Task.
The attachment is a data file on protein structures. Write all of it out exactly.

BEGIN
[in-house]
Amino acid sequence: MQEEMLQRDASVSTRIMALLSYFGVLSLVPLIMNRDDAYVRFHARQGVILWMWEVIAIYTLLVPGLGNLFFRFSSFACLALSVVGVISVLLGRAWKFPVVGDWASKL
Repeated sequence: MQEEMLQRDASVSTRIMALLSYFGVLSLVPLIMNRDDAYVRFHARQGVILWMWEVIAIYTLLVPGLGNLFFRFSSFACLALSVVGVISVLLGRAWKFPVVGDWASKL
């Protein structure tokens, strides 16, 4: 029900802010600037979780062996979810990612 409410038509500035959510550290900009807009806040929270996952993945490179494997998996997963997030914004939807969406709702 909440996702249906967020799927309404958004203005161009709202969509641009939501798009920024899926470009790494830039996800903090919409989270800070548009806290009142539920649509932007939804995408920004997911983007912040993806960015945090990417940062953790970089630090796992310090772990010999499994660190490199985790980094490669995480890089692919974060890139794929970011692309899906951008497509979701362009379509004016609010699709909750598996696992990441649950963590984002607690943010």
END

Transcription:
[in-house]
Amino acid sequence: MQEEMLQRDASVSTRIMALLSYFGVLSLVPLIMNRDDAYVRFHARQGVILWMWEVIAIYTLLVPGLGNLFFRFSSFACLALSVVGVISVLLGRAWKFPVVGDWASKL
Repeated sequence: MQEEMLQRDASVSTRIMALLSYFGVLSLVPLIMNRDDAYVRFHARQGVILWMWEVIAIYTLLVPGLGNLFFRFSSFACLALSVVGVISVLLGRAWKFPVVGDWASKL
């Protein structure tokens, strides 16, 4: 029900802010600037979780062996979810990612 409410038509500035959510550290900009807009806040929270996952993945490179494997998996997963997030914004939807969406709702 909440996702249906967020799927309404958004203005161009709202969509641009939501798009920024899926470009790494830039996800903090919409989270800070548009806290009142539920649509932007939804995408920004997911983007912040993806960015945090990417940062953790970089630090796992310090772990010999499994660190490199985790980094490669995480890089692919974060890139794929970011692309899906951008497509979701362009379509004016609010699709909750598996696992990441649950963590984002607690943010």